The Borderlands Legendary Collection is one of the most fascinating Switch ports we’ve seen in a while – it’s like a technical roadmap for the series, starting off from the last-gen Borderlands, encompassing its sequel and rounding off with the cross-generational Pre-Sequel. Unreal Engine 3 is the core technology in all cases, but its utilisation evolves from game to game with some fascinating results in the transition to Switch – not least that the more ambitious Pre-Sequel looks better and even runs better than Borderlands 2.
Of course, access to the original trilogy also shows the evolution in Gearbox’s craft. Between 2008 and 2012, environments scaled up in complexity, the rendering pipeline improved, and more advanced effects were put to work in cutscenes – there was always a satisfying forward step. And the good news is that by and large, this Switch collection is a good match for the Handsome Collection on PS4 and Xbox One. Perhaps inevitably, the frame-rate target changes from 60fps to 30fps to achieve it on its mobile chipset, while the split-screen mode is also pared back from a maximum of four players to two, but on the plus side you do get Borderlands: Game of the Year Edition included in the mix here. For Switch owners, this creates a very complete package.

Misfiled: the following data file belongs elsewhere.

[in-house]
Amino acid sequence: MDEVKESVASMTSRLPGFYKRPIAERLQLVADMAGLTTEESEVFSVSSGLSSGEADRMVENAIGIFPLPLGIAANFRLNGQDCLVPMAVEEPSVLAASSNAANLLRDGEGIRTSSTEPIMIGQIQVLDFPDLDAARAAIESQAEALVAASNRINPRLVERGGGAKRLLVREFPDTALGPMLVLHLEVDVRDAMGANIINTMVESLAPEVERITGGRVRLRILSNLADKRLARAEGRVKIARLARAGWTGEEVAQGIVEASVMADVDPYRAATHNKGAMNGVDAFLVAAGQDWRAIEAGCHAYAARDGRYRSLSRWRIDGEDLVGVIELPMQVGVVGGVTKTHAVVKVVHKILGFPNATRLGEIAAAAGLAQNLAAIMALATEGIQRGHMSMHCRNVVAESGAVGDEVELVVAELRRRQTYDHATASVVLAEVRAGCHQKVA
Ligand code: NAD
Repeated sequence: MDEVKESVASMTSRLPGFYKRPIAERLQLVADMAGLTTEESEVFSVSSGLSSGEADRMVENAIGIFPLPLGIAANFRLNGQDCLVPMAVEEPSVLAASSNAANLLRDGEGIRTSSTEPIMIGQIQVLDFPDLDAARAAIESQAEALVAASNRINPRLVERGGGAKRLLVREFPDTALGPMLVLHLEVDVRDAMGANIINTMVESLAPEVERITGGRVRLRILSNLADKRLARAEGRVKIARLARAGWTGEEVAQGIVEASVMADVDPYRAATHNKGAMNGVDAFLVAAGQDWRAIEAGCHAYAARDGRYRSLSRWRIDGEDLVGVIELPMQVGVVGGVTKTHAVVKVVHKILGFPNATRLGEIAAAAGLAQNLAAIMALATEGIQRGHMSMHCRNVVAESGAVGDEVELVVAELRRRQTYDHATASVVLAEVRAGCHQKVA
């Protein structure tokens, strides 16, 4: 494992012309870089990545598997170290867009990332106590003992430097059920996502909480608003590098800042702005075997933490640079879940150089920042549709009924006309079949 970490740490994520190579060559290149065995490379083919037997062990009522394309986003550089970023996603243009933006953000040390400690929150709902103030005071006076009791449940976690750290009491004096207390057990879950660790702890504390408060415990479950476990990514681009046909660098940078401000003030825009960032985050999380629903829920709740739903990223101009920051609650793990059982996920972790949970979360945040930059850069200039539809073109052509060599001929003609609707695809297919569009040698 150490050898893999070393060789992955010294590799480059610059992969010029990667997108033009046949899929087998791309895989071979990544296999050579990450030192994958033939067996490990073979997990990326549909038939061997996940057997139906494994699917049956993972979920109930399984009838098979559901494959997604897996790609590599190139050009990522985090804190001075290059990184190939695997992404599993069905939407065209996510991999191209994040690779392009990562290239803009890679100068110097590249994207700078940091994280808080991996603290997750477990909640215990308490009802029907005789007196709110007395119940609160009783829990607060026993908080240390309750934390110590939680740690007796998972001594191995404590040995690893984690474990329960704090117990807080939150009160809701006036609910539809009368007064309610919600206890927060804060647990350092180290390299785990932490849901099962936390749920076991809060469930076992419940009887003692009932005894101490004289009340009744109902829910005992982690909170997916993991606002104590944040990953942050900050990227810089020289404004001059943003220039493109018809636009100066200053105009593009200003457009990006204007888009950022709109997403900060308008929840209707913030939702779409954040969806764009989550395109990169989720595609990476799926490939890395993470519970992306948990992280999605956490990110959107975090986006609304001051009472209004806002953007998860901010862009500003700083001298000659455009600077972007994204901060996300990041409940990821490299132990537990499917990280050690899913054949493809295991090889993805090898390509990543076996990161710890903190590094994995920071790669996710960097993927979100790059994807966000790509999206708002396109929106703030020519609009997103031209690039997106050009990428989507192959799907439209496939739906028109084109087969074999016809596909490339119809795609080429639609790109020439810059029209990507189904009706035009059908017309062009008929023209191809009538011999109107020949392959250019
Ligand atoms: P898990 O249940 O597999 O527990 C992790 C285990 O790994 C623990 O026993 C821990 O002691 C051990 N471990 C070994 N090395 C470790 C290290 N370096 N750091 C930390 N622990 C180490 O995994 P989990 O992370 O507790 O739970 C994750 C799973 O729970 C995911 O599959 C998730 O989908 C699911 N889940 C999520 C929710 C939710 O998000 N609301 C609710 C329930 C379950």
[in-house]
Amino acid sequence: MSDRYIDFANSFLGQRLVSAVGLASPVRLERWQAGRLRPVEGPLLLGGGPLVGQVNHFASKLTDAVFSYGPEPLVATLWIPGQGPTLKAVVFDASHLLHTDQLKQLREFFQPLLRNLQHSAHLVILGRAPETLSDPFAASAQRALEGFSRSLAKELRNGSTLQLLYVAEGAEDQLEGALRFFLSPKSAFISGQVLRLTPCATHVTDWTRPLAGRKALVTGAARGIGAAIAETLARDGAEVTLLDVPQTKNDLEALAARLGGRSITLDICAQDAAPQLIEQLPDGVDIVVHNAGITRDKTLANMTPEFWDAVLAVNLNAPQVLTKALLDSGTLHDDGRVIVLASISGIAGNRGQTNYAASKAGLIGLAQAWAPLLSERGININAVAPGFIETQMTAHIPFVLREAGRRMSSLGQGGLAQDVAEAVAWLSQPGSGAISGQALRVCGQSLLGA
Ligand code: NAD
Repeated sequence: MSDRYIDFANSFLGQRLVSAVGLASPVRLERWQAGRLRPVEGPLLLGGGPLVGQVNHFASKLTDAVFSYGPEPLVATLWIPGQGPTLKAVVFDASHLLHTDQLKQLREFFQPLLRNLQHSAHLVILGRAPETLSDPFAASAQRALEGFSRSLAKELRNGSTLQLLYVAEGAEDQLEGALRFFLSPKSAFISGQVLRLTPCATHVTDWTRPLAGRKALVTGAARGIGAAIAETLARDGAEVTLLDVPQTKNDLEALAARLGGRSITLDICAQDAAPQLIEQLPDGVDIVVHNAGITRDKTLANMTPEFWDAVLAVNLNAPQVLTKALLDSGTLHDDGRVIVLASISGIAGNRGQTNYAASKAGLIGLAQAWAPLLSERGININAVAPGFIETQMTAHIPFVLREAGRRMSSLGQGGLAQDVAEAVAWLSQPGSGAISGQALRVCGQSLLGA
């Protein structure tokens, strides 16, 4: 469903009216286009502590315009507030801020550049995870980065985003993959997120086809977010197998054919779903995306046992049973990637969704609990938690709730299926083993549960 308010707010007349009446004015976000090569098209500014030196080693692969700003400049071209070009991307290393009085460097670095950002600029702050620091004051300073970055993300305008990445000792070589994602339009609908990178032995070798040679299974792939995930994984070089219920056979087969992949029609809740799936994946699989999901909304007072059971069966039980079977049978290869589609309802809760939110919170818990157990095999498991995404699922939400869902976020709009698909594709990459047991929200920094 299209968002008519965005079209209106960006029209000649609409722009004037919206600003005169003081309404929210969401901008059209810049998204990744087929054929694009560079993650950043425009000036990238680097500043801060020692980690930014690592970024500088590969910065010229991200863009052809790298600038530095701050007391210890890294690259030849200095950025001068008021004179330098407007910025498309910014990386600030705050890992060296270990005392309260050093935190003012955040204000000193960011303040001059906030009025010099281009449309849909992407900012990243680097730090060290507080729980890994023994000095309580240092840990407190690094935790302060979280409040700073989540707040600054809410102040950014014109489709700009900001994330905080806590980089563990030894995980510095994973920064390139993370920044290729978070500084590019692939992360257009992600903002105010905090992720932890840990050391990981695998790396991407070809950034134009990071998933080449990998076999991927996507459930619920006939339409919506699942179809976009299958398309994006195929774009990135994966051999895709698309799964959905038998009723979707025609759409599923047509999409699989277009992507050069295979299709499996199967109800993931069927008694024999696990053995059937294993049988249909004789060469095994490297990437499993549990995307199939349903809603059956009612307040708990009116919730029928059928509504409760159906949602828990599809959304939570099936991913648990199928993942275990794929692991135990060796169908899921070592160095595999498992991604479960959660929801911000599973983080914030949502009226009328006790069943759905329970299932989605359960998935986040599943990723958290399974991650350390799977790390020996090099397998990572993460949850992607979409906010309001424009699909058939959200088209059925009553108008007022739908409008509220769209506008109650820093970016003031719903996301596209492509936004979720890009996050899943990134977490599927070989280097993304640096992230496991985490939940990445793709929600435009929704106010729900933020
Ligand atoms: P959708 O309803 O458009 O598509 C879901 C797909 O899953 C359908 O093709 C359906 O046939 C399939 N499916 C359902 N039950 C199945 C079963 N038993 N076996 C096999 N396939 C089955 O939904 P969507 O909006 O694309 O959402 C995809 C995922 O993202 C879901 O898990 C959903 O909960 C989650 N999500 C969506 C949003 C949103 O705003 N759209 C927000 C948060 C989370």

Let’s tackle each in turn, then. The Borderlands series has travelled a long road since its 2008 debut. The simple wastelands of the original classic, marked by thick comic-book style edges, laid a template for the series’ style and gameplay loop. Honestly it still has a lot of charm today, even if its environments now feel a little flat and simplistic. On Switch, that makes for a very straightforward port, with a native, fixed 1920×1080 resolution at 30 frames per second that rarely wavers from its target, plus a nigh-on identical experience at 720p in portable mode. There are some omissions up against the other current-gen console versions – anti-aliasing is removed entirely, for example, while shadow quality is pared back. Texture filtering is also of a poor quality, especially noticeable when playing docked.
A lot of these tweaks and compromises stay in place for Borderlands 2. In comparison with the Xbox One release, it’s also clear that post-effects like depth of field and bloom are missing on Switch – but all round it’s still great to see texture detail on enemies is a match for the bigger consoles. Borderlands 2 is the point at which Gearbox’s handling of Unreal tech really started to shine too: environments are bigger, more vertical. We have soft use of physics for flags, and a lovely crepuscular ray effect. Shadows streak around objects occluding the sun – even snowflakes. It’s a lovely effect, and it makes the cut on Switch too. It’s also worth noting effects quality stays at the same level as Xbox One – and that’s perhaps one area that the developer could have tweaked to optimise it further. While gameplay is mostly locked at 30fps, alpha heavy scenes see infrequent but heavy hits to frame-rate.
Last but certainly not least is the Pre-Sequel. Released in 2012, the team went all out to deliver a more narrative-driven game, and on Switch there’s a lot more going on visually. It’s cutscenes galore right from the start, but actual in-in-engine gameplay shows major upgrades over Borderlands 2. It necessitates the implementation of dynamic resolution scaling on Switch, with an 810p to 1080p window. Pre-Sequel also shines on Switch for adding more effects.